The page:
As soon as the audience enters the theater, they know The Object Lesson will be a different theatre experience. The room is filled with countless boxes labeled and arranged amid lamps, furniture and the detritus and mementos of a lifetime. The audience sits around on the boxes and looks through others in anticipation that Geoff Sobelle’s The Object Lesson will be a mostly entertaining rumination on souvenirs someone gathers during a life.
The Object Lesson, which was created and is primarily performed by actor-illusionist Sobelle and directed by David Neumann, opened on Sep. 9 in Culver City, Calif. The Kirk Douglas Theatre is transformed into an epic storage facility with boxes stacked to the ceiling and a truly immersive theatre experience. While the show seems self-indulgent and drags at times, it is mostly funny and thought-provoking.
Sobelle describes his “job as a theatre artist is to challenge traditional modes of perspective through complex, multi-layered, virtuosic, visual theatre that uses performance itself as a metaphor for the human experience.” Toward that end, the performance involves him sorting through and talking about seemingly random stuff full of hidden significance and memories: hockey skates, a traffic light, an old record player, a phone with a dial, bottles of wine, various pieces of furniture, and gadgets. As Sobelle muses, “There’s a fine line between vintage and crap.”
The show is at its best in two key spots: the dinner party and what could only be called the Mary Poppins’ magic trick. In the dinner party bit, he invites a woman in the audience to dine with him. Opening more seemingly random boxes, he pulls out plates, glasses, ingredients, etc. Then, using the hockey skates on his feet, he hilariously begins preparing the absurd meal.
Remember Mary Poppins’ magical, bottomless carpetbag? Geoff Sobelle has his version as a magic trick in, naturally, a cardboard box. From the seemingly bottomless box (which he tapes together before the audience’s eyes), he proceeds to take out an entire lifetime’s worth of objects from cradle to grave. There are used diapers and baby gear; various progressions of electronic paraphernalia; a history of telephone design the last 50 years; changes of jackets, glasses and prescriptions as he ages; and more. The simple-looking box keeps yielding items. Once the life and the bit are exhausted, Sobelle disassembles the box.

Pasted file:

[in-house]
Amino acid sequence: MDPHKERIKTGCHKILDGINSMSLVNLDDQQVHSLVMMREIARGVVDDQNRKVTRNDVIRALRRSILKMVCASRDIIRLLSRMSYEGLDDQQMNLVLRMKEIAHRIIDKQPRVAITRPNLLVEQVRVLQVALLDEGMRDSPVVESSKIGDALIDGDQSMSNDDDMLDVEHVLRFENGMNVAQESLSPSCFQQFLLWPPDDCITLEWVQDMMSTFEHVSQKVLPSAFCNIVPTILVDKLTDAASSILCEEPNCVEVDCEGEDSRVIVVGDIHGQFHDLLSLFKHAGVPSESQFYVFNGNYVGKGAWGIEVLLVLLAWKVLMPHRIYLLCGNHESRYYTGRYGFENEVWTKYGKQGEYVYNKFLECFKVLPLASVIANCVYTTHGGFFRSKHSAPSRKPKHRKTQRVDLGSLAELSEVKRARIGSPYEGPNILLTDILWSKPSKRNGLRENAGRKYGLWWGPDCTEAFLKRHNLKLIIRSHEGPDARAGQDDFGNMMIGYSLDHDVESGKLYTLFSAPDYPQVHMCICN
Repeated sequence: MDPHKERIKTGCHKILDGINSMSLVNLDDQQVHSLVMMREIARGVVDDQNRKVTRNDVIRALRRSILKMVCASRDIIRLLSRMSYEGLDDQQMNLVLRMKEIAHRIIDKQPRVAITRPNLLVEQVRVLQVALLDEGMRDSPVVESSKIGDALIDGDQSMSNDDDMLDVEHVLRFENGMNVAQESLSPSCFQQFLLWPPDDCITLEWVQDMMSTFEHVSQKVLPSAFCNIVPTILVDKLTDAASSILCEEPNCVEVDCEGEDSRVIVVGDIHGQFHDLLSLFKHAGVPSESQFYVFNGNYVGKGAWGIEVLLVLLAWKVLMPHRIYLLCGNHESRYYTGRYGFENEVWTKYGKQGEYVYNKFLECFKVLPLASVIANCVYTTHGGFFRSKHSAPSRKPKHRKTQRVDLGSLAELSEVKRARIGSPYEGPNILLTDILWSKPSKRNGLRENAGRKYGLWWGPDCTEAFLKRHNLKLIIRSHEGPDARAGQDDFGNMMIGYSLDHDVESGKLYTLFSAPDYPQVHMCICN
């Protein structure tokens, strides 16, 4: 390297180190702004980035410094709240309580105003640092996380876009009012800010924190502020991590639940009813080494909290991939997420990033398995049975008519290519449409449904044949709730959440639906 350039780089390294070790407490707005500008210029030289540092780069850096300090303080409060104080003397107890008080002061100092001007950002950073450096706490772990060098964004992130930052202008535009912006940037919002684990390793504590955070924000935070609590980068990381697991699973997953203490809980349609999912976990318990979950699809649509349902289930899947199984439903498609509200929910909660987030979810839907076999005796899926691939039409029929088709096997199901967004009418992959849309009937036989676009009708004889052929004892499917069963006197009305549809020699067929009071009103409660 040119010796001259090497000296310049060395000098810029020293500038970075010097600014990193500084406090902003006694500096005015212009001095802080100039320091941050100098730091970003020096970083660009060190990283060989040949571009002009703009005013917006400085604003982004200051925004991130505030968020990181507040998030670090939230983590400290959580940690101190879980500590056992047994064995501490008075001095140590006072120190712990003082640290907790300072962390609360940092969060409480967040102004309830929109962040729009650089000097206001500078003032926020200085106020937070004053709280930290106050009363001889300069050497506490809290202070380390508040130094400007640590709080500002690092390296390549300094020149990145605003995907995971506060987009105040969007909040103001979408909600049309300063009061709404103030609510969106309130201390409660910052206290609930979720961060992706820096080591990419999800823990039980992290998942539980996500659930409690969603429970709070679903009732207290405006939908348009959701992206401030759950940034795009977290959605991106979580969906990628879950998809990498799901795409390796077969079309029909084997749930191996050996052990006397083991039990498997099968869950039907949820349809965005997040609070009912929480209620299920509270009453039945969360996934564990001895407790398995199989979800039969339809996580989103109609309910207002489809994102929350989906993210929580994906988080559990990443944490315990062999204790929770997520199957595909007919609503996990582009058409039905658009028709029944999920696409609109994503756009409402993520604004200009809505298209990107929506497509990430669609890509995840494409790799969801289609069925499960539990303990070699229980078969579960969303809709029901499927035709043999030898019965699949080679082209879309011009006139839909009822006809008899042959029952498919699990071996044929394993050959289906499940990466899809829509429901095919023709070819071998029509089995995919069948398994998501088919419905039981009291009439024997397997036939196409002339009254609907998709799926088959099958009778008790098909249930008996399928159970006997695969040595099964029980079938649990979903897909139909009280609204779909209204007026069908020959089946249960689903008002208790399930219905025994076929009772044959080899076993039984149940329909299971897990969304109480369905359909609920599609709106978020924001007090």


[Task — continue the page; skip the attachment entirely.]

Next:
It is no surprise to read that Sobelle began his career as a magician, before becoming a actor and “absurdist performance artist,” as he calls himself on his Web site.
The Stanford University graduate trained in physical theatre at École Jacques Lecoq in Paris, France. Besides his theatrical presentations (this is not his first at the Kirk Douglas), Sobelle teaches workshops in devised theatre creation and physical approach to character and humor. The performer also teaches at the Pig Iron School in Philadelphia and Bard College in New York.
While Sobelle sometimes tries too hard to be cute and have the audience like him, The Object Lesson, and the way it makes one take second looks at the souvenirs of life, is interesting. It is at its best when being engaging and inclusive. Having the audience sit among the jetsam of life adds greatly to the ambience (caution – not to the audience’s comfort).
The Object Lesson won the top prize at the Edinburgh Festival Fringe 2014 and was presented at the 2014 Next Wave Festival at BAM in New York. The appearance, now through Oct. 4, at the Kirk Douglas Theatre is its West Coast premiere. From there it moves to Columbus, Ohio, Oct. 28-31, Minneapolis, Minn., Nov. 4-8; and at Bard College, Dec. 17-19.
Written and edited by Dyanne Weiss
Performance at Kirk Douglas Sep. 9, 2015
Center Theatre Group: The Object Lesson
New York Times: ‘The Object Lesson’ Takes Top Prize at Edinburgh Festival Fringe
Top photo by Craig Schwartz/courtesy of Center Theatre Group
Bottom photo of crowd examining, sitting on boxes by Dyanne Weiss